Mrs. David Connor, Mrs. P. W. White
sides, Mrs. Sue Sanders, Mrs. Dick

sen, Mrs. Helvenston, Mrs. Osborne
Mrs. Walter Hood, Mrs. T. E. Bridges

Miss White, Miss Wartmann, Miss
Musie Bullock, Miss Mildred Bullock

and others.

All customers of Federal Bread are

satisfied customers. Ask them. tf

For Rheumatism,
Red Drops.

take Mystery














fc ill Crepe
fy 11
ji pin
m Gtal(B


Blouses heaps of them help to make this Sale
an economy event. You will find them just as de delightful
lightful delightful for Spring wear as at the present time.

Sale will continue for 3 days
Saturday January 31, Monday
and Tuesday February 2nd
and 3rd.

These are our regular $6.50 Values and consist of white

flesh, navy and other desiarble shades.



The sooner you come the more certain you are of finding your favorite among these offeringt.
All sales final, none will be charged or sent on approval

The Fashion Center
Ocala, Florida




ir v .nr. t Trrwr.Tv




Desirable farm and city property
ior sale by W. W. Condon, owner. 6t
Temperature this morninfi,
noon, f.ri.
Mr. and Mrs. George Nash leave to today
day today for a brief visit to Jacksonville.
The most complete line of Thermos
Bottles we have ever displayed. Come
i nand see them. Gerig's Drug '.Sore.
Mrs. L. W. Ponder is visiting rela relatives
tives relatives in Orlando.
Mr. D. E. Mclver has returned from
a visit to Tampa.
Rat ANNIHILATOR is guaranteed.
Your money back if it fails; 25 cents
a package. The Court Pharmacy. 27-6t
Messrs. B. F. Condon, Tarn Kirby,
J. C. Smith and Albert Davis are out
in the scrub, looking for big game.
The Star deeply regrets to hear of
the severe illness of Dr. S. H. Blitch
at his home at Blitchton. Dr. Blitch's
friends are many, and they sincerely
hope to soon hear of his recovery.
Mr. and Mrs. W. E. McArthur of
Trenton, will arrive tomorrow after afternoon
noon afternoon for a visit with Mrs. E. A. Os Osborne.
borne. Osborne. Waterman's Ideal Fountain Pens on
sale every day at Gerig's Drug Store.
Mr. F. II. Logan is expected home
this afternoon from Jacksonville,
where he accompanied Mrs. T. I. Ar Arnold
nold Arnold with the remains of her husband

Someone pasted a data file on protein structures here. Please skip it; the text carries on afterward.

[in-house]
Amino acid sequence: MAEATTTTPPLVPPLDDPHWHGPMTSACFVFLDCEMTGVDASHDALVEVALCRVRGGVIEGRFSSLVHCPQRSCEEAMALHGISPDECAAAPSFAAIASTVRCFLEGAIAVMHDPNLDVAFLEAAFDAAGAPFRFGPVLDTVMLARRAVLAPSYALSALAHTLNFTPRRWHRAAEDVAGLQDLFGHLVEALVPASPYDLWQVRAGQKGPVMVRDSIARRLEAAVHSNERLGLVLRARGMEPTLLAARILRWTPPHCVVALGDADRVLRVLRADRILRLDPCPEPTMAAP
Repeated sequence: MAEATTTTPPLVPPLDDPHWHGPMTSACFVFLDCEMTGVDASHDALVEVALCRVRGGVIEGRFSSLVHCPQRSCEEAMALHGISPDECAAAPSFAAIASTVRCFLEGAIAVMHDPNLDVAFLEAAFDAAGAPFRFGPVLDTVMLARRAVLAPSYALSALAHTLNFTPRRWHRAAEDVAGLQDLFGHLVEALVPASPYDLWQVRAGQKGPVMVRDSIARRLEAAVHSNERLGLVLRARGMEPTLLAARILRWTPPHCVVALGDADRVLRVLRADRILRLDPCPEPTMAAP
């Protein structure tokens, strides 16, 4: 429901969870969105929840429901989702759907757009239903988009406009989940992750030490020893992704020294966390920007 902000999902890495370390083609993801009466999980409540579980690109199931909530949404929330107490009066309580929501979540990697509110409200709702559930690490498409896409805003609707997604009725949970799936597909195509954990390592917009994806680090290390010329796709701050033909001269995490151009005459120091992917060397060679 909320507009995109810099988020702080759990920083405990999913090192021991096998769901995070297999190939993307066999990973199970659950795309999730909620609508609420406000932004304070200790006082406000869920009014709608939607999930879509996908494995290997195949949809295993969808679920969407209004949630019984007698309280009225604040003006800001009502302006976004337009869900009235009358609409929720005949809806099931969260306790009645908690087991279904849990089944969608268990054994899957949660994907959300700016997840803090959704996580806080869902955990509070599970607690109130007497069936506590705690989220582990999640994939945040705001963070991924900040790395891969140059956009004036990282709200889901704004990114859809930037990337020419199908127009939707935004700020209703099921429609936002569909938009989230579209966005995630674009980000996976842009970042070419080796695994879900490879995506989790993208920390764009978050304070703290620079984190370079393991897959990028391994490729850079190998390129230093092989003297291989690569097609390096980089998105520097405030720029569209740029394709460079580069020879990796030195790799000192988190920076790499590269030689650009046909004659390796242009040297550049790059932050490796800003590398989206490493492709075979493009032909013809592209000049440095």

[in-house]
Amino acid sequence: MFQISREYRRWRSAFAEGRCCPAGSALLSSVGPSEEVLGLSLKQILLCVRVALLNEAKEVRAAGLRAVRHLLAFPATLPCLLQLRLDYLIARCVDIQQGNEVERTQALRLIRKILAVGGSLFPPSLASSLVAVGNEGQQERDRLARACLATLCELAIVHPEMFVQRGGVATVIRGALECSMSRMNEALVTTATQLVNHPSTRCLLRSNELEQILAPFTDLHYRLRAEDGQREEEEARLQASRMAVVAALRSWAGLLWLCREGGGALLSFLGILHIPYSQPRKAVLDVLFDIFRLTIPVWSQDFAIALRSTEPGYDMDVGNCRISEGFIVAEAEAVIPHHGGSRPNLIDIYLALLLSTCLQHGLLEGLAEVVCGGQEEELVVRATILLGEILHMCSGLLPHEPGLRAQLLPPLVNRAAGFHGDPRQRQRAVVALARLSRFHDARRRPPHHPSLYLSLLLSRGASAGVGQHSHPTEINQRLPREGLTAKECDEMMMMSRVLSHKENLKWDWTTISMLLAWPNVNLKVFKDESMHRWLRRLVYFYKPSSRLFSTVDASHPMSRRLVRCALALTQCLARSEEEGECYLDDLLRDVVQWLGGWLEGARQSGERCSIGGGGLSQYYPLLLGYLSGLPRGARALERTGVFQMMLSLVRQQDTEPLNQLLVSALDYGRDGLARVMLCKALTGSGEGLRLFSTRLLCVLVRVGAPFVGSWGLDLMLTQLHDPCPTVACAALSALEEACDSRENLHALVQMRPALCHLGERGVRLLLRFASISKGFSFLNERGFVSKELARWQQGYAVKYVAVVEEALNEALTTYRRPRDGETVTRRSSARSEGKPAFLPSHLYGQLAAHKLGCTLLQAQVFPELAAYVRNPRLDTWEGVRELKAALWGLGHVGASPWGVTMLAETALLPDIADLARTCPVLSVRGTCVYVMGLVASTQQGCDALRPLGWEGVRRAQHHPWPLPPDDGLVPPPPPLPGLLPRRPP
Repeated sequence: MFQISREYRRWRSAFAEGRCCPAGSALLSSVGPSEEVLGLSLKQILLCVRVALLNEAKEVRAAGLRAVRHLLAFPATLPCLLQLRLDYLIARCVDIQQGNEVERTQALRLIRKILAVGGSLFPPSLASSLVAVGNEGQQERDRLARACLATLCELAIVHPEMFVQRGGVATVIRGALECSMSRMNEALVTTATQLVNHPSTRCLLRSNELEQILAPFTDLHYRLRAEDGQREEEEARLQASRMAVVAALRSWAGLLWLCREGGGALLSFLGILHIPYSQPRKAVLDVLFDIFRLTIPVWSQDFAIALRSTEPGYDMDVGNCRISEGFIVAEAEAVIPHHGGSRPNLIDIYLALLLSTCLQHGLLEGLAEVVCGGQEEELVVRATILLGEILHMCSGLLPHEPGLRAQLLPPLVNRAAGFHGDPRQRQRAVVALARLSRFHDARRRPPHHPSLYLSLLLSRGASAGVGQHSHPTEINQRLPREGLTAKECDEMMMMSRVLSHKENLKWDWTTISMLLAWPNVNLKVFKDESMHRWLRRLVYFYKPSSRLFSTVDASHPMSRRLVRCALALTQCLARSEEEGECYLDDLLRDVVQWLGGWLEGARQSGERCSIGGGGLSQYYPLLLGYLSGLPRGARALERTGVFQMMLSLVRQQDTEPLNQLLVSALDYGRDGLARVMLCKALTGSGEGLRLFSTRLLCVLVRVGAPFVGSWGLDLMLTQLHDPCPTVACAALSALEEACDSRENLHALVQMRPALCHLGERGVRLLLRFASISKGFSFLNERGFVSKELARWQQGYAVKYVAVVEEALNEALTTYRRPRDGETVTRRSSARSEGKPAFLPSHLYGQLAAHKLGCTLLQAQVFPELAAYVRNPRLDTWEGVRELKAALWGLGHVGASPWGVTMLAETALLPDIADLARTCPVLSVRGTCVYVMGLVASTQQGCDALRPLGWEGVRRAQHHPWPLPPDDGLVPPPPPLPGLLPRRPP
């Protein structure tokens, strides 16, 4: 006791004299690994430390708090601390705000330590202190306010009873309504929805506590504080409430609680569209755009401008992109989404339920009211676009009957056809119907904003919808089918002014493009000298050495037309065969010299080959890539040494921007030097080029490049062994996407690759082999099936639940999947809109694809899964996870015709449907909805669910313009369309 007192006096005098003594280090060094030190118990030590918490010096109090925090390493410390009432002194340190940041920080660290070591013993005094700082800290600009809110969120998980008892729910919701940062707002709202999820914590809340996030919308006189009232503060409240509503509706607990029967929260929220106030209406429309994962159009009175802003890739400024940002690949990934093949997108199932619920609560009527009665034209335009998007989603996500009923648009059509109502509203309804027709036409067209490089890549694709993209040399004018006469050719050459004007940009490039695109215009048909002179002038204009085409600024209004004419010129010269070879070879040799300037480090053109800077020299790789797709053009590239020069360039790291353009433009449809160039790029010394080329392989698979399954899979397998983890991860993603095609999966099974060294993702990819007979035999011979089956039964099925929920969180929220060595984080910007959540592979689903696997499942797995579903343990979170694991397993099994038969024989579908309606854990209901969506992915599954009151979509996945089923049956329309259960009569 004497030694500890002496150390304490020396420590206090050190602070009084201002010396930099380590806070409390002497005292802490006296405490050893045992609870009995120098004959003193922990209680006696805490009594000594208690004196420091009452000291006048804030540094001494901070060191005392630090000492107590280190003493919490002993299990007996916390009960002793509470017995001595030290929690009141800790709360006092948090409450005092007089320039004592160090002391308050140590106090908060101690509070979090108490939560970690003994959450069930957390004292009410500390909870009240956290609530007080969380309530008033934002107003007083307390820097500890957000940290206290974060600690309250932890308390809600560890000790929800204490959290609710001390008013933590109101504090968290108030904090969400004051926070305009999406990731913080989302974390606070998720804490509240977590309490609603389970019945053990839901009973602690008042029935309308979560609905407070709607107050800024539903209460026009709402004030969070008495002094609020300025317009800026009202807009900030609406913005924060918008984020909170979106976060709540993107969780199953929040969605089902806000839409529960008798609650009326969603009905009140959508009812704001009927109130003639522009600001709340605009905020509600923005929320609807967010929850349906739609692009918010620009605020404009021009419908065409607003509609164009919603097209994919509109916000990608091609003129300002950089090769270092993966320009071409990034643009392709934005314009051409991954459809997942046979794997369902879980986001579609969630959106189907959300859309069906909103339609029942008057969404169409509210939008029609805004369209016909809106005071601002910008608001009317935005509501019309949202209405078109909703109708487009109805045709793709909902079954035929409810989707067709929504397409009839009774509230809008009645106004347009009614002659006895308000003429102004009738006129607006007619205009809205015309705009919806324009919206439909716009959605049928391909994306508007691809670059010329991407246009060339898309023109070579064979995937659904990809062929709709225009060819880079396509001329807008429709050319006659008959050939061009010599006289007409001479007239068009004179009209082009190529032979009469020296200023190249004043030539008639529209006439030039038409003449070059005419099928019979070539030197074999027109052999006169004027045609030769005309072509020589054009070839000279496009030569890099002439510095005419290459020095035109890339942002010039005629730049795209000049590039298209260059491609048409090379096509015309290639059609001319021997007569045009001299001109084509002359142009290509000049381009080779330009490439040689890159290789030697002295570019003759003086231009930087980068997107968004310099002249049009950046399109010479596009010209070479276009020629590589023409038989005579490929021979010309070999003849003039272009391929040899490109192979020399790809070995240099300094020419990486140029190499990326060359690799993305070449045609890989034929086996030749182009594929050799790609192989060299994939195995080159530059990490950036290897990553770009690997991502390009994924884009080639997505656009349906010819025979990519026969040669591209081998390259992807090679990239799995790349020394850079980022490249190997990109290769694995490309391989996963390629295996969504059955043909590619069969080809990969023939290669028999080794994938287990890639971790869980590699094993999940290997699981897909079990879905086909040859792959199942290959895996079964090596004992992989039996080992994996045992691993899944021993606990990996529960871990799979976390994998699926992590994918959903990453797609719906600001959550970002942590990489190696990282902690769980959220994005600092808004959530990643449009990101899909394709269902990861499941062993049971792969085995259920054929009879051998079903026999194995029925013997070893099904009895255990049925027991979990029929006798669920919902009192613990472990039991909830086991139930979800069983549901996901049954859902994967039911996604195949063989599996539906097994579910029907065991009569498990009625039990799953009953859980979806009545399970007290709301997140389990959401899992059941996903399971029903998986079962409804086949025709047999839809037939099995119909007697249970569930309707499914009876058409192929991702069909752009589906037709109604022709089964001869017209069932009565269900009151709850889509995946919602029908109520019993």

fcr burial several days ago.
Mrs. R. B. Bullock received a wire
this morning from Jacksonville giv giving
ing giving the information that both her son,
Mr. Harry Bullock and his wife are
ill in a hospital. Friends of this fam family
ily family trust to hear encouraging news im immediately
mediately immediately from the sick ones.
A few of those games left. Better
come in and get yours. Gerig's Drug
Store. 19-ti
The Ocala Industrial School is to
have an important addition to, its
library. It has received $36 to buy
books with $34 from the State Fed Federation
eration Federation of Women's Clubs and $2
from a local source. Miss Gamsby,
the city librarian, will help select the
The A. C. L., in consequence of a
freight blockade up north, is hauling
only perishable freight in Florida. It
is reported, however, that long trains
of empty freight cars are going out
of Florida, and all the big freight en engines
gines engines are going in the same direction.
Government management.
superior and it costs only 50 cents for
a quarter pound tube. The Court
Pharmacy. 27-6t
Mr. Roberts of Gainesville, state
representative for the Oakland Auto
Mfg. Co., with Mr. and Mrs. Prosper
of Atlanta, were in the city today,
making a tour of the state in Mr,
Piosper's car. Mr. Prosper is manager
of the service department of the
Southern Oakland Company in At Atlanta,
lanta, Atlanta, and the party stopped in Ocala
on business with the Carroll Motors
Company, distrbutor for Oakland cars
in this section.
Rat ANNIHILATOR is guaranteed.
Your money back if it fails; 25 cents
a package. The Court Pharmacy. 27-6t
Master Carlos Clayton, the Star's
competent second ward carrier boy, is
quite ill at the home of his parents,
Mr. and Mrs. T. C. Clayton. The Star
office, where he is much missed, and
his many friends hope to see him out
and well at an early date. Claude
Barnett, who recently graduated from
the Star's carrier boys' class, is fill filling
ing filling Carlos' place.
If it's a Kodak that is wanted, re remember
member remember thct Gerig's Drug Store is
the only stcie in Ocala where you can
get one. All Kodaks are cameras, but
all cameras are NOT KODAKS. 12-tf
Mr. and Mrs. Raoul and three chil children
dren children of Lookout Mountain, Term., who
have been at Homosassa for some
time, arrived in the city several days
ago. Their friends will be sorry to
learn of the illness of Mr. Raoul and
the three children at the hospital. It
is hoped that their recovery with be
a matter of a short time only.
Mr. D. E. Mclver of Ocala, accom accompanied
panied accompanied by Mrs. John S. Tomlinson of
Washington and Mrs. W. H. Allen of
Louisburg, N. C, spent Monday and
Tuesday in the city sightseeing. They
were entertained by Mr. W. R. Fuller
at a Spanish luncheon yesterday and
Mrs. J. H. Mason showed them Tam Tampa's
pa's Tampa's environments by auto. The la ladies
dies ladies are cousins of Mrs. Mclver and
this being their first trip to Tampa,
they were highly elated over the sub substantial